When driving, good reaction time is often the difference between avoiding an accident and being part of an accident.
There are several tips you can follow to increase reaction time when driving, such as:
- Leave a greater following distance: This gives you more time to stop, such as when the car in front of you brakes suddenly.
- Eliminate distractions: If you're distracted, such as by talking on the phone or sending a text message, you're more likely to have a slower reaction time. This is a direct result of your attention not being on the road.
- Avoid busy streets: If you know where traffic congestion is most likely, you can avoid these areas to reduce the risk of trouble.
- Don't drive when drowsy: When you're tired, you're less likely to be able to make quick decisions and react to danger in a timely manner.
- Don't drive after taking prescription medication: This goes along with driving drowsy, as some prescription medications will cause you to lose focus and possibly fall asleep. Discuss this with your doctor if it's a concern.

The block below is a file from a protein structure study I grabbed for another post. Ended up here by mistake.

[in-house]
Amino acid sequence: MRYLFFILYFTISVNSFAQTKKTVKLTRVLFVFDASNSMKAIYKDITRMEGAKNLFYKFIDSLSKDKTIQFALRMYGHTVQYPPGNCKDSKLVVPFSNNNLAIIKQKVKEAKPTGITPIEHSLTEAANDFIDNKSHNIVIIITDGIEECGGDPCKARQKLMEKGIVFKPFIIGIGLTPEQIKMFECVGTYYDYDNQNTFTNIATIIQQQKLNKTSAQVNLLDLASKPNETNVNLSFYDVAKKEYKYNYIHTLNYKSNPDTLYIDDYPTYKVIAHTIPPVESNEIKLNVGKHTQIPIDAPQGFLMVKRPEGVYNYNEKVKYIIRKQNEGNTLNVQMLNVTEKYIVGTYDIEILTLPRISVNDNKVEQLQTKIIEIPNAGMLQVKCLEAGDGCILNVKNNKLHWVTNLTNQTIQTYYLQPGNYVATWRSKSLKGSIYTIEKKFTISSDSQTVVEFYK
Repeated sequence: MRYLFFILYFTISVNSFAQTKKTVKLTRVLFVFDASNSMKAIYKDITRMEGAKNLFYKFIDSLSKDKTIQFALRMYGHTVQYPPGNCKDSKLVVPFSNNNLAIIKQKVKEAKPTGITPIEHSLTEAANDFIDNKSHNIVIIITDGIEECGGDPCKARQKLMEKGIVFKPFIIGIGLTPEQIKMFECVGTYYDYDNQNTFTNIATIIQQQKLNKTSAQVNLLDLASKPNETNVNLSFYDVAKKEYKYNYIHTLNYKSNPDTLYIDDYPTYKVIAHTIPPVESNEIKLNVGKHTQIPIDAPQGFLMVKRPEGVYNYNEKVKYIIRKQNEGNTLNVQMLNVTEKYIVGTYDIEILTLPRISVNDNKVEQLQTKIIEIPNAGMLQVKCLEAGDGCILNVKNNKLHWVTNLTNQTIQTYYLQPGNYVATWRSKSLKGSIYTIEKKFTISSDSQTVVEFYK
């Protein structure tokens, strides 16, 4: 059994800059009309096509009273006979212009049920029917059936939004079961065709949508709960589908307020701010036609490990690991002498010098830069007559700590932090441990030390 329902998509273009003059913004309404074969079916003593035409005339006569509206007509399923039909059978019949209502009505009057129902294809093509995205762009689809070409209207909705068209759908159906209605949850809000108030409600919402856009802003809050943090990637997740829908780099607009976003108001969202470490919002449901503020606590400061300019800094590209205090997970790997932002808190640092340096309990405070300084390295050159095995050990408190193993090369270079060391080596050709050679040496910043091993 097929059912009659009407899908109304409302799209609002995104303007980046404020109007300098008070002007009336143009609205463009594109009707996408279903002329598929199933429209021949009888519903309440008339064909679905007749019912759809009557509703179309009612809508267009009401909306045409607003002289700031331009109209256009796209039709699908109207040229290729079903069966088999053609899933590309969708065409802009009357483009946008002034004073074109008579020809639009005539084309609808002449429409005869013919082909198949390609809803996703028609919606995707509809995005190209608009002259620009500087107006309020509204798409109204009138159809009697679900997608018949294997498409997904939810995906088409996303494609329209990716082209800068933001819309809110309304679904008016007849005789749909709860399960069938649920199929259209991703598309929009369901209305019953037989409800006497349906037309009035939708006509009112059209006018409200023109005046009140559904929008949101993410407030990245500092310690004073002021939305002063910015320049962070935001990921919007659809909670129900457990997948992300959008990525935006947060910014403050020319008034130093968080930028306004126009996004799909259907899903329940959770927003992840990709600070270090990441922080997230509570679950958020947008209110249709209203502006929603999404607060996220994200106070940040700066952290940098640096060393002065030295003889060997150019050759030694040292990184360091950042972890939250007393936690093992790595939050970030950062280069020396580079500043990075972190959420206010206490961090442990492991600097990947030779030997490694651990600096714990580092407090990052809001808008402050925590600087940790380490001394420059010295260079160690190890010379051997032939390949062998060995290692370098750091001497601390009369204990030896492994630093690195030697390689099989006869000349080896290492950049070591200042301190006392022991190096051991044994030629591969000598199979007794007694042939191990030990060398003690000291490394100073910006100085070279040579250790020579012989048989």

By doing these things, you'll greatly increase your reaction time when driving. This can help you prevent an accident.
If another driver makes a mistake, such as texting or driving when drowsy, you could be injured in a motor vehicle accident.
This will lead to checking yourself and others for injuries, calling 911 and receiving immediate medical attention. Once you do these things, contact your insurance company and consider the steps you can take to receive compensation for your injuries and damage to your vehicle.